272 research outputs found

    Developing a Homeland Security Curriculum: A Case Study in Outcomes-Based Education Using the Delphi Method

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    The field of homeland security is a nascent discipline, and as such does not have a national accreditation body to promulgate a standardized, outcomes-based curriculum for future homeland security professionals seeking university degrees. This qualitative study was designed to identify a set of program-level, learning-based outcomes for an undergraduate degree in homeland security. The research project used a case study methodology to examine and validate the results of earlier studies on homeland security (HS) curriculum development. A consensus-driven, iterative Delphi technique was used to survey a purposive, convenience sample of homeland security experts to ascertain their ideas on what elements (i.e., knowledge, skills, and abilities) should comprise an undergraduate degree in HS, and then compare and contrast the data to earlier research projects. In addition, a 5-point Likert scale survey was distributed to gather basic demographics on the panel and to gauge the respondents\u27 thoughts regarding additional elements that should be included in an HS degree. The participants in the study identified a list of 15 core academic areas (CAAs) with a set of 50 associated program-specific objectives (PSOs), and a list of eight overarching program objectives (OPOs) that could comprise a standardized model homeland security curriculum. The proposed curriculum developed by this study enables an institution of higher learning to offer a unified, outcomes-based curriculum that would achieve a measurable level of knowledge, skills, and abilities a student must have to perform successfully as a homeland security professional in the 21st century. Additionally, adoption of such a model curriculum would be a precursor for an institution seeking program accreditation from a national accrediting body in the field of academic homeland security

    Motion and equilibrium of a spheromak in a toroidal flux conserver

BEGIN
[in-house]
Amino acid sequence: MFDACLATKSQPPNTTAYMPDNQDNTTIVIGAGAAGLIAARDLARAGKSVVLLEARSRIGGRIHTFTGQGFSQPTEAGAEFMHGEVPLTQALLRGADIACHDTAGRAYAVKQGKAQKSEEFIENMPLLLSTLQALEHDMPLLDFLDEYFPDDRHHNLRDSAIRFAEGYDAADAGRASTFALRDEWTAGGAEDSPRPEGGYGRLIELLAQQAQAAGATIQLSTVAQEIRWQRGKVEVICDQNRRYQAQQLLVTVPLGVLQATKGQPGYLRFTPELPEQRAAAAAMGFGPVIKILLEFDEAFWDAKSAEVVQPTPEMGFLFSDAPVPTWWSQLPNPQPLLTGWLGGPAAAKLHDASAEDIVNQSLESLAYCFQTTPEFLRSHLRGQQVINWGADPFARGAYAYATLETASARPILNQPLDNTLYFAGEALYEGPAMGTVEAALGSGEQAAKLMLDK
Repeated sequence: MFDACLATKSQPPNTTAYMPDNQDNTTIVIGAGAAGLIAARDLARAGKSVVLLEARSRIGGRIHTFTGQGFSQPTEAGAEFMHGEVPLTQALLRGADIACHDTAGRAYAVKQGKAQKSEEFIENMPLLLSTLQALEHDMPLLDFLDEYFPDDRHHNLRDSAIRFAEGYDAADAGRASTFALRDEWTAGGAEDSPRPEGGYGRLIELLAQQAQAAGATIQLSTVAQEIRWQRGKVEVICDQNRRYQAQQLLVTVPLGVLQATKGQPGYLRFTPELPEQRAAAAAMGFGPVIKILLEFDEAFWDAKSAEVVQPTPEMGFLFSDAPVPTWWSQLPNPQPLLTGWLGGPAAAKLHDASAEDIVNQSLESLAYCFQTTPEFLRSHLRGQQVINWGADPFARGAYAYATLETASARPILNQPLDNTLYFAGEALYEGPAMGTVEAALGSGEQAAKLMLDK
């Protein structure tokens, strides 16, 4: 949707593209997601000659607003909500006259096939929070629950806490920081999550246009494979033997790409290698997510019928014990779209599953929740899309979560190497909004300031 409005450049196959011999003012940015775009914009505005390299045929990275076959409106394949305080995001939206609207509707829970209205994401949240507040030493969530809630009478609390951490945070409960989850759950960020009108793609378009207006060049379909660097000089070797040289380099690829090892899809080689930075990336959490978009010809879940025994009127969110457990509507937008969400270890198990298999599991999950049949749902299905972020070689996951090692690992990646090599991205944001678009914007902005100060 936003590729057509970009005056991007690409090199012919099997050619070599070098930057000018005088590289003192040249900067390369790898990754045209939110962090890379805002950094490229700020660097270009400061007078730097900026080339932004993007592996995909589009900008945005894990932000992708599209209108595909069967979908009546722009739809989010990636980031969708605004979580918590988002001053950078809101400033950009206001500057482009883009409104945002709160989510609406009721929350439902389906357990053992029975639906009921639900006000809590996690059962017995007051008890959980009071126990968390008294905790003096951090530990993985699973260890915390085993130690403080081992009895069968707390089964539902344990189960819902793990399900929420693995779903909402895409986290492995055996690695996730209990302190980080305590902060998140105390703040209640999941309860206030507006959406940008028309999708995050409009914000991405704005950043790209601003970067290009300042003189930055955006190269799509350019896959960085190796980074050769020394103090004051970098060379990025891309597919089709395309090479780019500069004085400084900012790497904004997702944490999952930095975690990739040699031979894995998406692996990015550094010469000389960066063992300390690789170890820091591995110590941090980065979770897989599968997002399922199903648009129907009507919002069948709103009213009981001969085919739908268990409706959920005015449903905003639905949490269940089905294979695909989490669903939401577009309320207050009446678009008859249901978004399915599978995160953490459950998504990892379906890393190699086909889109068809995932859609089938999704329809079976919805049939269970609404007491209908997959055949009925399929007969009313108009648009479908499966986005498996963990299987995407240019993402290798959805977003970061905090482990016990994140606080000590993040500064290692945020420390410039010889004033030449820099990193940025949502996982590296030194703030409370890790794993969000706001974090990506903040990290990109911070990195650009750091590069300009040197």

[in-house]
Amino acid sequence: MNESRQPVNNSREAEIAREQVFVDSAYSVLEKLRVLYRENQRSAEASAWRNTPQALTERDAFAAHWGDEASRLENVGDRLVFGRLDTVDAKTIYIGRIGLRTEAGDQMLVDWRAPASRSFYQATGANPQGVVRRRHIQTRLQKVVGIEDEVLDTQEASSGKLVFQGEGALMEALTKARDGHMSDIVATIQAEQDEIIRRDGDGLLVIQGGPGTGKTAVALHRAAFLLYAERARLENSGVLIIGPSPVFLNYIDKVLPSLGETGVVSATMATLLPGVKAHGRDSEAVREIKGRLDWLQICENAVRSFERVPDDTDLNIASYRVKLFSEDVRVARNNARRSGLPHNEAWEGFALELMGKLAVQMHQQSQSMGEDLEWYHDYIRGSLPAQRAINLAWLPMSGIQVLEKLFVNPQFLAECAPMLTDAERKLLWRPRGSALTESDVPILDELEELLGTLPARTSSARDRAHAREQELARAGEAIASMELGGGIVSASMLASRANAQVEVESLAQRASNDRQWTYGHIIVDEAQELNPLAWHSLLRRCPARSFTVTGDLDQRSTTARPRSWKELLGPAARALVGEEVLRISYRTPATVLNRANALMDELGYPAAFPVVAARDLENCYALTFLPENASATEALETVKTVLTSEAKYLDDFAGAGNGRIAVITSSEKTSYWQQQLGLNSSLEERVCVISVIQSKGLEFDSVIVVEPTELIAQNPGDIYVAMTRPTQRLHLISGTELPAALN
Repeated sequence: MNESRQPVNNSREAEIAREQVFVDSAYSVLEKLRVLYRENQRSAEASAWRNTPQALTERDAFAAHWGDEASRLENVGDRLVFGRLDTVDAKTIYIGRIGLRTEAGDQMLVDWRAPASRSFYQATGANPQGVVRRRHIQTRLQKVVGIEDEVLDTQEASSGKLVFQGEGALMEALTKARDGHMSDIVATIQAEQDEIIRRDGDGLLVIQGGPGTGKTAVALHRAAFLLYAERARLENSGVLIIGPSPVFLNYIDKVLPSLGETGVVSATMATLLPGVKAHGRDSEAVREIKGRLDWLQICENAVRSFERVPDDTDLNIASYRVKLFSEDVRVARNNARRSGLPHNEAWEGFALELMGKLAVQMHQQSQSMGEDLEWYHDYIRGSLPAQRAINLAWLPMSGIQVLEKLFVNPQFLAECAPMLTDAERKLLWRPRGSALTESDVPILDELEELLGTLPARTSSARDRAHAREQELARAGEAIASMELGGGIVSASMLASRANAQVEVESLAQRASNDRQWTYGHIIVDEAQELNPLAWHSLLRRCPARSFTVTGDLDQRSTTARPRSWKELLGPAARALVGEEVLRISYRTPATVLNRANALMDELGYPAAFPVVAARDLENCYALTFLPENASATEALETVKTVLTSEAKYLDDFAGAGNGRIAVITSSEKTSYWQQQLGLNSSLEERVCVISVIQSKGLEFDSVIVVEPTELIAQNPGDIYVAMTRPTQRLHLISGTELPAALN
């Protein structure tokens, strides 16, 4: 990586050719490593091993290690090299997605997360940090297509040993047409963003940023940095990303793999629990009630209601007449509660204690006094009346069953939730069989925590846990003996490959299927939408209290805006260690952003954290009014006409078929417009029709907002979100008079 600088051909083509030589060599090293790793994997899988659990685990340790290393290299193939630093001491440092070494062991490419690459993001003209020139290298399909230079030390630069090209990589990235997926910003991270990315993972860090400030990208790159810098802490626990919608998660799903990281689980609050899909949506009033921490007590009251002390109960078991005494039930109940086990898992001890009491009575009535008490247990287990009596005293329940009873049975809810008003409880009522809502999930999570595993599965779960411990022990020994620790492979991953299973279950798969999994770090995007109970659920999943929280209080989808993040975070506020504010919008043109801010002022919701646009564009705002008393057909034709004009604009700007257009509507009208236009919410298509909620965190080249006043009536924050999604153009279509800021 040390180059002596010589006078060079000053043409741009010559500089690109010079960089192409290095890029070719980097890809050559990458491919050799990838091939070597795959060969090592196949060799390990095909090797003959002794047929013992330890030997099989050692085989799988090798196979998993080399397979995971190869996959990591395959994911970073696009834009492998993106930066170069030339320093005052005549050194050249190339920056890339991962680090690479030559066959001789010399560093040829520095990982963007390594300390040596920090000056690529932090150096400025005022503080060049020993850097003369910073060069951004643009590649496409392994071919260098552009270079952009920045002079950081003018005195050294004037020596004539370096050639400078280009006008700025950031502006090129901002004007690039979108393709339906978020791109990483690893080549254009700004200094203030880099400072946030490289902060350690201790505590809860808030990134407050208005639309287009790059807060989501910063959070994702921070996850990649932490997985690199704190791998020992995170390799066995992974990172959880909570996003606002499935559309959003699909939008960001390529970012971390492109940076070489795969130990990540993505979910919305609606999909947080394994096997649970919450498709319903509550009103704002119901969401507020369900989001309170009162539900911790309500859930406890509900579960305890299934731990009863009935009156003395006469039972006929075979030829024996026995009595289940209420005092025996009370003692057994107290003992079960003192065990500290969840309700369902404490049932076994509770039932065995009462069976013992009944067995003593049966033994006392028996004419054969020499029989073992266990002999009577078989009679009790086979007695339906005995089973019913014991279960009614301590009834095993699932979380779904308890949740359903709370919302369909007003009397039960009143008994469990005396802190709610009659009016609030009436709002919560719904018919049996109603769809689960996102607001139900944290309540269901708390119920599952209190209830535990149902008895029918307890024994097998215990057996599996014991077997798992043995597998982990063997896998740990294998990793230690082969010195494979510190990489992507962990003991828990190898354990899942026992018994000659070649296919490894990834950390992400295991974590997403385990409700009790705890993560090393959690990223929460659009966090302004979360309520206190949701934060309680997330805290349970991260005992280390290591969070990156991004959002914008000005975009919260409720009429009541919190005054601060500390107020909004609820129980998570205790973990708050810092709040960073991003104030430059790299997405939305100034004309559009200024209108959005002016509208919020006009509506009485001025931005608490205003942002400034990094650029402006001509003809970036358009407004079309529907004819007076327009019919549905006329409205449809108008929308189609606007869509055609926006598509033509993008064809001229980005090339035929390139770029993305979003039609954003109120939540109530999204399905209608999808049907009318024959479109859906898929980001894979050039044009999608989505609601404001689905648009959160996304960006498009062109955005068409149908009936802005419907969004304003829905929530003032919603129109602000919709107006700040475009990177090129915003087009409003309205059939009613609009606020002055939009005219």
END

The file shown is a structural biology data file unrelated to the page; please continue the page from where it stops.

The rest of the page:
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    A number of experiments have been performed on spheromaks injected into the empty vacuum vessel of the Caltech ENCORE tokamak (i.e., without tokamak plasma) [Phys. Rev. Lett. 64, 2144 (1990); Phys. Fluids B 2, 1306 (1990)]. Magnetic probe arrays (in a number of configurations) have been used to make single shot, unaveraged, in situ measurements of the spheromak equilibrium. These measurements are important because (i) they reveal for the first time the equilibrium structure of spheromaks in a toroidal geometry, (ii) they provide a reliable estimate of magnetic helicity and energy of spheromak plasmas used in injection experiments [Phys. Rev. Lett. 64, 2144 (1990)], and (iii) they constitute the first measurements of spheromak motion across and interaction with static magnetic fields (which are useful in corroborating recent theories). Probe measurements in the tokamak dc toroidal field show for the first time that the spheromak exhibits a ``double tilt.''The spheromak first tilts while in the cylindrical entrance region, emerging into the tokamak vessel antialigned to the dc toroidal field, then expands into the tokamak vacuum vessel, and finally tilts again to form an oblate (nonaxisymmetric, m=1) configuration. In addition, the spheromak drifts vertically in the direction given by Jcenter×Btok, where Jcenter is the unbalanced poloidal current that threads the center of the spheromak torus. Probe arrays at different toroidal locations show that the spheromak shifts toroidally (horizontally left or right) in the direction opposite that of the static toroidal field. In the absence of toroidal flux, the m=1 object develops a helical pitch, the sense of the pitch depending on the sign of the spheromak helicity. The spheromak equilibrium in the toroidal vessel is well fit by a pressureless infinite cylindrical model; however, there is evidence of deviation from m=1 symmetry because of toroidal effects, nonuniform J/B profile, and finite beta. Experiments performed in a test facility consisting of the spheromak gun and a replica of the entrance region (with a closed end) show that the spheromak is generated with its axis coaxial with that of the gun. Coherent, m=2 magnetic modes are observed during the formation stage rotating in the E×B direction at about 125 kHz (rotation velocity corresponding to 40% of the Alfvén speed)
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